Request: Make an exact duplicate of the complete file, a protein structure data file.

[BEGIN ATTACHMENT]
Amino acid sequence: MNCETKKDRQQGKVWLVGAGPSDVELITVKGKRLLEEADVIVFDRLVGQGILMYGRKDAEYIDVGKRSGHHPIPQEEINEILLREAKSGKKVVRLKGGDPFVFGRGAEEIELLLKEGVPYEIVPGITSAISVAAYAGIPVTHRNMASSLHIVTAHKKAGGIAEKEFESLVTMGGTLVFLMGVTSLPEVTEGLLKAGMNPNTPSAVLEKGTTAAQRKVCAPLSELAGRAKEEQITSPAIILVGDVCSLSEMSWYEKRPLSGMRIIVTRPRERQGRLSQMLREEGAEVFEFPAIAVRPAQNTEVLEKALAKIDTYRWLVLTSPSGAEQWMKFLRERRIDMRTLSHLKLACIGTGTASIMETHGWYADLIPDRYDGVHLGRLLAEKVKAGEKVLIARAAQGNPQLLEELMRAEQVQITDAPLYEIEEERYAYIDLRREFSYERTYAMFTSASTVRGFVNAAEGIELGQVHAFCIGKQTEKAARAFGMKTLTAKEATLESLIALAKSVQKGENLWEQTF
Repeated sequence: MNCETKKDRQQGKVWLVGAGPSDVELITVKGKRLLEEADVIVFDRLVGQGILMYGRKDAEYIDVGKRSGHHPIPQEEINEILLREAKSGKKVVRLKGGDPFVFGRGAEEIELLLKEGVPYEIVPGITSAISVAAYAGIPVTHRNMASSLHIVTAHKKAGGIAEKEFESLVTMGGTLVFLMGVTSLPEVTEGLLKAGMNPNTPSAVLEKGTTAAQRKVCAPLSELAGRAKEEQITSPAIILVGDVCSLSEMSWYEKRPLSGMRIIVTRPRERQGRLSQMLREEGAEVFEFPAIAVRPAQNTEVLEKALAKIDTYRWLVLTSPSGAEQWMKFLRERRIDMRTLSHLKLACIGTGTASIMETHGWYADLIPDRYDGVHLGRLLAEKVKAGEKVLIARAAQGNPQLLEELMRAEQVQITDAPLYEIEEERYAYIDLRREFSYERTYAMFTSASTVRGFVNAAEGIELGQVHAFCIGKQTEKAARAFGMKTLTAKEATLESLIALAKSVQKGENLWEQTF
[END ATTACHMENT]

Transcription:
Amino acid sequence: MNCETKKDRQQGKVWLVGAGPSDVELITVKGKRLLEEADVIVFDRLVGQGILMYGRKDAEYIDVGKRSGHHPIPQEEINEILLREAKSGKKVVRLKGGDPFVFGRGAEEIELLLKEGVPYEIVPGITSAISVAAYAGIPVTHRNMASSLHIVTAHKKAGGIAEKEFESLVTMGGTLVFLMGVTSLPEVTEGLLKAGMNPNTPSAVLEKGTTAAQRKVCAPLSELAGRAKEEQITSPAIILVGDVCSLSEMSWYEKRPLSGMRIIVTRPRERQGRLSQMLREEGAEVFEFPAIAVRPAQNTEVLEKALAKIDTYRWLVLTSPSGAEQWMKFLRERRIDMRTLSHLKLACIGTGTASIMETHGWYADLIPDRYDGVHLGRLLAEKVKAGEKVLIARAAQGNPQLLEELMRAEQVQITDAPLYEIEEERYAYIDLRREFSYERTYAMFTSASTVRGFVNAAEGIELGQVHAFCIGKQTEKAARAFGMKTLTAKEATLESLIALAKSVQKGENLWEQTF
Repeated sequence: MNCETKKDRQQGKVWLVGAGPSDVELITVKGKRLLEEADVIVFDRLVGQGILMYGRKDAEYIDVGKRSGHHPIPQEEINEILLREAKSGKKVVRLKGGDPFVFGRGAEEIELLLKEGVPYEIVPGITSAISVAAYAGIPVTHRNMASSLHIVTAHKKAGGIAEKEFESLVTMGGTLVFLMGVTSLPEVTEGLLKAGMNPNTPSAVLEKGTTAAQRKVCAPLSELAGRAKEEQITSPAIILVGDVCSLSEMSWYEKRPLSGMRIIVTRPRERQGRLSQMLREEGAEVFEFPAIAVRPAQNTEVLEKALAKIDTYRWLVLTSPSGAEQWMKFLRERRIDMRTLSHLKLACIGTGTASIMETHGWYADLIPDRYDGVHLGRLLAEKVKAGEKVLIARAAQGNPQLLEELMRAEQVQITDAPLYEIEEERYAYIDLRREFSYERTYAMFTSASTVRGFVNAAEGIELGQVHAFCIGKQTEKAARAFGMKTLTAKEATLESLIALAKSVQKGENLWEQTF